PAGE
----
Health Secretary Matt Hancock accused of ‘real ignorance’ over Black Lives Matter comments

A senior government minister has been accused of showing “real ignorance” after claiming the UK was not racist and that the recent Black Lives Matter protests were solely about events in the US.

Health Secretary Matt Hancock claimed, in an interview on Sky’s Sophy Ridge On Sunday programme, that the demonstrations seen in cities like London and Birmingham in recent days were “based in response to events in America rather than here”.

Asked if he thought the UK was racist, Mr Hancock replied: “I don’t, but I do think that there is injustice that needs to be tackled, and I think that we are one of the most tolerant and open societies in the world.

“But I think there is always more that can and must be done, especially to empower people to achieve their potential.”

Shadow justice secretary David Lammy hit out at the health secretary’s remarks, saying: “Racism and prejudice exist in the United Kingdom as well as the United States.

“To suggest there is only a problem on the other side of the Atlantic might make Matt Hancock feel better, but it shows real ignorance.”

Fellow Labour MP Dawn Butler, a member of the party’s frontbench under previous leader Jeremy Corbyn, told The Guardian: “People are angry in the UK for many reasons.

“We know there’s systemic racism in the UK.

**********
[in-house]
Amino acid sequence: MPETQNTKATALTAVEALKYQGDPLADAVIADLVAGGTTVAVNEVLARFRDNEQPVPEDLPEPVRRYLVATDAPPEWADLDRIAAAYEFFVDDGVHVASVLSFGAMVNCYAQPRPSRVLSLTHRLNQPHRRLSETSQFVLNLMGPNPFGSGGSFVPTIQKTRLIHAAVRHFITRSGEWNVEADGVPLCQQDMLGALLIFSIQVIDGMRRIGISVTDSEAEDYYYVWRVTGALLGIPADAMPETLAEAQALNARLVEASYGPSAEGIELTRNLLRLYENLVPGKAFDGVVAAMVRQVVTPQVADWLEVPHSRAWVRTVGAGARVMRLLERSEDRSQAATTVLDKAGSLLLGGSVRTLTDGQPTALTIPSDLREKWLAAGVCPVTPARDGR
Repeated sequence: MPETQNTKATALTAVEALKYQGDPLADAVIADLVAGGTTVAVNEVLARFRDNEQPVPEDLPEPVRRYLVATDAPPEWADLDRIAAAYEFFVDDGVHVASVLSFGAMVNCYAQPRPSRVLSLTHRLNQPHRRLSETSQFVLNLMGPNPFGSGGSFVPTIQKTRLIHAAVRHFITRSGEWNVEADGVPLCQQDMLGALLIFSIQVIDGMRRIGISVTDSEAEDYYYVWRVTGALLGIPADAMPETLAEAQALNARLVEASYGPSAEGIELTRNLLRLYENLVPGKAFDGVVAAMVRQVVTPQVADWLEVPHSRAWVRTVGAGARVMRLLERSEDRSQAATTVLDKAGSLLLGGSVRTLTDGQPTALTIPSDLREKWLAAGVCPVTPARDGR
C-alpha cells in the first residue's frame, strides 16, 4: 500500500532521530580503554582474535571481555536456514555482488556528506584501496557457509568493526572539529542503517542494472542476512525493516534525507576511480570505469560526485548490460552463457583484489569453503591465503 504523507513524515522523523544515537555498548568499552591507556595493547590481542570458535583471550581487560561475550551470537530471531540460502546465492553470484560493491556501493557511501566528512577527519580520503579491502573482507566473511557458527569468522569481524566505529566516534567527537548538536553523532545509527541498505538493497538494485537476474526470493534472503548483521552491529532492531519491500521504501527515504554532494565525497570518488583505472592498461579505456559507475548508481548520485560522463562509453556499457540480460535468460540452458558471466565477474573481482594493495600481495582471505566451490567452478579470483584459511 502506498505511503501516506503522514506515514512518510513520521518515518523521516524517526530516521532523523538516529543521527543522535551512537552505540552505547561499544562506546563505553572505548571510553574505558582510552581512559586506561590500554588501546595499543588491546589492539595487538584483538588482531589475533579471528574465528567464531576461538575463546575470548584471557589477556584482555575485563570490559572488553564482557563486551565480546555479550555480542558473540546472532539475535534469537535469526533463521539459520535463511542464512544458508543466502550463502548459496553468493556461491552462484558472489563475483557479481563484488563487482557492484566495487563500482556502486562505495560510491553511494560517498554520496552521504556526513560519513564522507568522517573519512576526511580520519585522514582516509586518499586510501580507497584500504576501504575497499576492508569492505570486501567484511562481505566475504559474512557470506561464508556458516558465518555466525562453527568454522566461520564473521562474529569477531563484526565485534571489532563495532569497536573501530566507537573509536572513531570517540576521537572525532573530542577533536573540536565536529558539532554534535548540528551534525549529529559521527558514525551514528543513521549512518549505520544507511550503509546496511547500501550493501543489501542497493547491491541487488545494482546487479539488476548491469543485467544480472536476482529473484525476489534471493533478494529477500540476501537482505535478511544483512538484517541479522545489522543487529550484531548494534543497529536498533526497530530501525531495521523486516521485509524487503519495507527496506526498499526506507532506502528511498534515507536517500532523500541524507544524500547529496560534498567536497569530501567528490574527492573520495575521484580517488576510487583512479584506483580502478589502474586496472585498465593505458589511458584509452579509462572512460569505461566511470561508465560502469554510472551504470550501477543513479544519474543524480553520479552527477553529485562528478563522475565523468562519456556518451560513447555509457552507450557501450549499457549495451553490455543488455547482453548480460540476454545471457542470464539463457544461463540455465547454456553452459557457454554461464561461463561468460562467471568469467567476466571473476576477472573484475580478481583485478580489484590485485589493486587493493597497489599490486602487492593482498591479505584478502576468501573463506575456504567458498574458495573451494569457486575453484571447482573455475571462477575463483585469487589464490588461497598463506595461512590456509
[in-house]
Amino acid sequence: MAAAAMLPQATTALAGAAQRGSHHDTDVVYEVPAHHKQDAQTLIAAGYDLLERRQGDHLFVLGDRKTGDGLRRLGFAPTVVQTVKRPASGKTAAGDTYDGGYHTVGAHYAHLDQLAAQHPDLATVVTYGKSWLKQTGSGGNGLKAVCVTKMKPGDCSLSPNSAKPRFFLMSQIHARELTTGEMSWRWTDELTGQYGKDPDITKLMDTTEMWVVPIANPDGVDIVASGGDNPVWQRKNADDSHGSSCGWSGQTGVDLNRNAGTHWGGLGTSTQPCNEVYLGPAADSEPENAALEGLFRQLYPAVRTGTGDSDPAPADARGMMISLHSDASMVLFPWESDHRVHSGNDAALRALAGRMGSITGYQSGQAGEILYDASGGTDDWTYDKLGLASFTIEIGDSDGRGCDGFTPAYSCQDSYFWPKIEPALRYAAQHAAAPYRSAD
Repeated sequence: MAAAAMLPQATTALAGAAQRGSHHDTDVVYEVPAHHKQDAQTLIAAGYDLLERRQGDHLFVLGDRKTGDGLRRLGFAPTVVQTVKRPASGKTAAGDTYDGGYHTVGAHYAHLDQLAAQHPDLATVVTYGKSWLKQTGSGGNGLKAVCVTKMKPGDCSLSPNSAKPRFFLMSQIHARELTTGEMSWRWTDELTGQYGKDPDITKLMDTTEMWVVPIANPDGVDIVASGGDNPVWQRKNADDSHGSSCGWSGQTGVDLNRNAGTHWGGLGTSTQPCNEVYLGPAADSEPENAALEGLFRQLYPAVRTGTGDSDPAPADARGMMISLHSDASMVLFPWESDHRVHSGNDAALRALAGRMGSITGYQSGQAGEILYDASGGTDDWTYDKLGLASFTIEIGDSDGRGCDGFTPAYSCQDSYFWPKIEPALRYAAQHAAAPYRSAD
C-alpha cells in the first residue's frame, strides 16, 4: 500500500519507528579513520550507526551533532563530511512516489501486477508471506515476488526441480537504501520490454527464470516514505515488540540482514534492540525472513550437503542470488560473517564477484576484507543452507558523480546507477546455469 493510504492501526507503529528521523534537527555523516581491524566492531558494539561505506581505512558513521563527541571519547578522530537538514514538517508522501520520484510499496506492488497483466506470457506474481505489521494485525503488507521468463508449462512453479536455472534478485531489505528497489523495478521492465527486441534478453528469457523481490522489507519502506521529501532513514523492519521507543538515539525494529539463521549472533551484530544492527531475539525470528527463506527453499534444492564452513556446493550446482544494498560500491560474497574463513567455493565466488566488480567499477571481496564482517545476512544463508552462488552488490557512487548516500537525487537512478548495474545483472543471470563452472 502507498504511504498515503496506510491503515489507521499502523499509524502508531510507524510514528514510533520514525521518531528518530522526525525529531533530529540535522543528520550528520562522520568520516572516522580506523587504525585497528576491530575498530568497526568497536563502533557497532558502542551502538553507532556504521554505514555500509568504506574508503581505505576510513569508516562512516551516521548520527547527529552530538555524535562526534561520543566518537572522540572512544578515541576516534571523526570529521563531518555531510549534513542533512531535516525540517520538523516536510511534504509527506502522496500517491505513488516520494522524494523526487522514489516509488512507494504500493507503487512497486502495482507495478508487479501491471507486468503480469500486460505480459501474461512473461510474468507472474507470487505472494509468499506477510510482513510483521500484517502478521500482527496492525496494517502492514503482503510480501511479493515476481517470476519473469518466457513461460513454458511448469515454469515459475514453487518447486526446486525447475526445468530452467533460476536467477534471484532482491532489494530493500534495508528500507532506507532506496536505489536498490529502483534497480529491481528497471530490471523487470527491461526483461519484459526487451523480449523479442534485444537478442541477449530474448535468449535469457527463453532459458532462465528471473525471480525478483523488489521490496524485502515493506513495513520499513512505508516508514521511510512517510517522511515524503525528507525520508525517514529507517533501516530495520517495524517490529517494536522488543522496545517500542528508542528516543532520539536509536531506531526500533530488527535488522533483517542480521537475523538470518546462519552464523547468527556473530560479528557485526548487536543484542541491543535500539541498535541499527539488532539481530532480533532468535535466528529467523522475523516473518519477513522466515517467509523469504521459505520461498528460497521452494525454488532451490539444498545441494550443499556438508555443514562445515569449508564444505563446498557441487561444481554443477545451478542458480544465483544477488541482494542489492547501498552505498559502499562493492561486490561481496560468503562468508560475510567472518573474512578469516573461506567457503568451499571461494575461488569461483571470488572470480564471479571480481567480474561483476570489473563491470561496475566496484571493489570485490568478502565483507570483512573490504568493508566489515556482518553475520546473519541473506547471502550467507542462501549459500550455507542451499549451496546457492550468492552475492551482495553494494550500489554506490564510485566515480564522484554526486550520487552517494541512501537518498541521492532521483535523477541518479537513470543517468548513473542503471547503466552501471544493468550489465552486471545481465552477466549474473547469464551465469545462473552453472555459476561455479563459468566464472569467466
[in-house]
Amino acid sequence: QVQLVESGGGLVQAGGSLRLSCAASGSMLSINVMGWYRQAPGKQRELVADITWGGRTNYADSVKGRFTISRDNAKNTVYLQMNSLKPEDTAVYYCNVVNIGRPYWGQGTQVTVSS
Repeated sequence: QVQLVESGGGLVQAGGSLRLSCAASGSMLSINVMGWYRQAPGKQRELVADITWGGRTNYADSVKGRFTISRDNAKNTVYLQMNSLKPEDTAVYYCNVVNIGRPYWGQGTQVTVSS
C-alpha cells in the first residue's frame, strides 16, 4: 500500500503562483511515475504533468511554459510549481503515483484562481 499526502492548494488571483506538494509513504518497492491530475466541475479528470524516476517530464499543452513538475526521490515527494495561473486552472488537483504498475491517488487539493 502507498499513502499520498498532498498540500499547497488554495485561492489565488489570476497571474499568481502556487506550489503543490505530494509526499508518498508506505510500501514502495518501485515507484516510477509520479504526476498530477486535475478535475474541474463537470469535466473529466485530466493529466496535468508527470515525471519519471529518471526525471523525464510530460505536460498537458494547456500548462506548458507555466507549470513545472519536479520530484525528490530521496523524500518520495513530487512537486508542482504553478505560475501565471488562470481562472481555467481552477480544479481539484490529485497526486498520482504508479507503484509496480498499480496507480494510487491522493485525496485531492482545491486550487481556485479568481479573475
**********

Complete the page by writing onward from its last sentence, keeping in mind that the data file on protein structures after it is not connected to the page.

“COVID has highlighted the grave consequences of discrimination and poverty.

“People are angry in this country because the Windrush scandal and Grenfell … highlighted the structural racism in our country.

“So to say that it’s an imported problem is again not listening and shows no commitment to resolving the issues of racism in our own country.”

Thousands of people turned out around the UK for a series of protests over the weekend in support of the Black Lives Matter movement.

The killing of George Floyd in police custody in the US has sparked demonstrations around the world.

While the protesters here have voiced their anger at the killing of Mr Floyd, they have also sought to highlight issues faced by black people in the UK and call for action to tackle racial injustice.

In Bristol, a statue of slave trader Edward Colston was toppled and thrown into the water.

The protest there was attended by an estimated 10,000 people and there were no arrests, police said.

In London, 12 people were arrested and eight officers injured during Sunday’s protests.

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